Lessons Learned… (A.)

Saturday, April 30, 2016

My last post, I believe, was written on April 3.  It was a period of time during which I was feeling beyond stressed out. From that point until today, I haven’t been able to write a word. Nothing.

My brother was very ill and passed away on April 6th. (R.I.P., Joseph D. Masterson). My life came to a screeching halt. Those of you who have experienced profound loss, know that there’s a fog that seems to descend upon you and engulf your very being. You walk, talk, function, but it’s amid a bubble that seems to envelop you — at least that’s the way it’s been for me.

My “writer friends” told me to write it out; I couldn’t. They said it would be cathartic. I didn’t want that — I wanted him back.  Now.  For just one more conversation, one more laugh. Of course, that’s not going to happen.

In the part of his eulogy that I wrote, I thanked him for the impact he had on my life. It was huge.  He taught me not only to understand Shakespeare, but to LOVE him. I mentioned Hemingway, Steinbeck and a host of other authors to whom he “introduced” me. He taught me to fight AGAINST discrimination and FOR feminism. Respecting the opinions of others is a great lesson to learn from an older sibling.  There was that — and SO much more.

My brother was a Type 2 Diabetic  (insulin dependent) who chose not to control his diet. I only hope that I learn from his mistakes. I promised myself that I will follow a healthy diet and exercise, in a effort to control my diabetes — as a tribute to him.

This segment of Lessons Learned (A.) is about the impact of the loss of a loved one on the monitoring of my diabetes.  Maybe I should say the LACK of monitoring. No appetite. NONE. I forced myself to eat to the best of my ability during these weeks. I learned that sadness robbed me of my appetite, my everything. I kept telling myself that I HAD to eat because of this damned disease — and I did. Not much, but I did.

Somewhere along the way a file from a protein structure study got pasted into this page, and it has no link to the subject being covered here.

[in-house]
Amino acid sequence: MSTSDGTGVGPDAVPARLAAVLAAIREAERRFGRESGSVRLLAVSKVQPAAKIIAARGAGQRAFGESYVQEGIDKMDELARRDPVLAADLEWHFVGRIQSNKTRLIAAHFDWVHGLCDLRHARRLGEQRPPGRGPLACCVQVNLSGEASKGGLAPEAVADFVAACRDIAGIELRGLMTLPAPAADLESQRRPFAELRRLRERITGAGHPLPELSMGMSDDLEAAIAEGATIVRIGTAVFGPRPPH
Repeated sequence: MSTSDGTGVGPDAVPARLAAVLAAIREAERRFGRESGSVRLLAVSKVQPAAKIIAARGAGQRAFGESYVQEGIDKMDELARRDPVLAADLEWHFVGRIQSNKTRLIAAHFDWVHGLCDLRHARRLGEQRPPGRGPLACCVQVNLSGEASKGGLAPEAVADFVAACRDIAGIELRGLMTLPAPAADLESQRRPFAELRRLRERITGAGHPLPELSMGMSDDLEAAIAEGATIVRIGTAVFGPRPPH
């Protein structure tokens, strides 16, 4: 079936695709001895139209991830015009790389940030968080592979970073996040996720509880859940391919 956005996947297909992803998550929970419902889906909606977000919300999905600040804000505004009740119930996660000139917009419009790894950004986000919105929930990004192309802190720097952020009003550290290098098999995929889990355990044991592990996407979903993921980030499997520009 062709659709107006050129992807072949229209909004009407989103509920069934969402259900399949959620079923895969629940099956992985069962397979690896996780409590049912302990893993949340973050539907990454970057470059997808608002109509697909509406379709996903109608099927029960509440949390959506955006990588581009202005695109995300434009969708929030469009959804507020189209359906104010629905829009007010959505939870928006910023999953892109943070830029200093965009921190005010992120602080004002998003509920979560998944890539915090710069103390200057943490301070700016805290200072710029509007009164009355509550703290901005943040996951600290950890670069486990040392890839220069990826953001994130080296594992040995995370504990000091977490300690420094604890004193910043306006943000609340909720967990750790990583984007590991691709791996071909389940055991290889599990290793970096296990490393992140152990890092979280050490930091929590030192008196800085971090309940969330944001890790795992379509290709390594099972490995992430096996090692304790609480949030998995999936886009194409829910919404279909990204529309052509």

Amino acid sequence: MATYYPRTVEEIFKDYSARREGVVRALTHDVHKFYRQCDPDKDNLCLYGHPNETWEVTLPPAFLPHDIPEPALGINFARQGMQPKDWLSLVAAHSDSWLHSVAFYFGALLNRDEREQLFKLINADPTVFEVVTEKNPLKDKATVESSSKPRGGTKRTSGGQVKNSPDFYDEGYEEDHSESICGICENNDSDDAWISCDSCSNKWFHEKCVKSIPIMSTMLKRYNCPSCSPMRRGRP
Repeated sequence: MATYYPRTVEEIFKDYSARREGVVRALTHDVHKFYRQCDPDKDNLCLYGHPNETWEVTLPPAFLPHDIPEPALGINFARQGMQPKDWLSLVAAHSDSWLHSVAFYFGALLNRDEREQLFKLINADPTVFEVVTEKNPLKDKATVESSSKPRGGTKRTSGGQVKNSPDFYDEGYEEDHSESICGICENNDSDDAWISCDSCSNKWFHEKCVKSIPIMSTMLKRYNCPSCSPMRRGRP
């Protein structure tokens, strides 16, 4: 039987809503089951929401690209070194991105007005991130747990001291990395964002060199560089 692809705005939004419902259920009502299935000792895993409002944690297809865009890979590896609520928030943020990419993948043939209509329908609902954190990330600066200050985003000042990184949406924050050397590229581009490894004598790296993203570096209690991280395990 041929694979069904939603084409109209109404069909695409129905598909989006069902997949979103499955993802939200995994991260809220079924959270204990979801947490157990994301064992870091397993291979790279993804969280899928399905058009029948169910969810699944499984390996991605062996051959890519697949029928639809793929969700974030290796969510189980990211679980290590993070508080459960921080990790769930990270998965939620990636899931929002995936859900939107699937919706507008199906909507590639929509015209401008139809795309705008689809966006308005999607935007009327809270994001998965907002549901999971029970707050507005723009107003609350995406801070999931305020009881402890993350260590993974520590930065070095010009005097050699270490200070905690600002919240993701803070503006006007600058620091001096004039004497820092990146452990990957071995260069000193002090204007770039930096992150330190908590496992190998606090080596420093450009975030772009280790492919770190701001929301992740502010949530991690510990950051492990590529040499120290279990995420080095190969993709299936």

24 days have passed since my brother left this earth, and as I write this post, I realize that I’m doing exactly what he would NOT want me to do. So, as of tomorrow, May 1st, I will do what I need to do to stay healthy.  I’ll do it, with tears in my eyes; but, I’ll do it.

#luckylittlesister

Lessons Learned (B.)  will be posted tomorrow…

DIABETES — I laugh in your face…

Sunday, April 3, 2016

Who knew?  Not me!  Evidently Tom Hanks was diagnosed with Type Two Diabetes and announced it on the David Letterman Show in 2013.  Guess I missed that episode.

As you know, I believe in using humor to help me through my day with diabetes. However, when watching the link (see below) about his diagnosis, I wanted to say, “Be careful, Mr. Hanks, guess who might just have the last laugh?”  

Tom Hanks is an actor whom I admire and was hoping that he was taking his diagnosis seriously, when I came upon an article in a magazine known as Diabetes Focus.

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The article mentioned his announcement on the Letterman Show,  but it also went on to explain the steps he and his wife (Rita Wilson) were taking to manage his T2D and improving their lifestyle as a whole. Those steps included limiting sugar and exercising on a daily basis. He took it seriously.

Hanks pointed out that genetics plays an important role and that he was “genetically inclined” to get the disease.  I wish I’d understood that, those many years ago when I was diagnosed.  I’d had two babies that weighed in at 9.3 lbs. and 9 pounds even, and I was informed that gestational diabetes simply meant that I “might get diabetes later in life.” It was treated as “nothing to worry about.”  Believe me, that “later in life” showed up much sooner than I’d anticipated!

The GOOD NEWS in this is that, SO much more is known about diabetes today and, it’s no longer treated as “nothing to worry about.” It’s an epidemic, and I’m hoping that parents world wide are paying attention to their medical history, the food that they and their children are eating and the exercise that takes place with their family members each day.

Should we LAUGH IN THE FACE OF DIABETES?  Hell yeah! BUT, only with the knowledge that we are controlling it with diet, exercise, and medication (if needed). It’s a serious matter, that can be dealt with a dose of humor — to get through the day.  🙂

Sometimes, Laughter is the Best Medicine!    🙂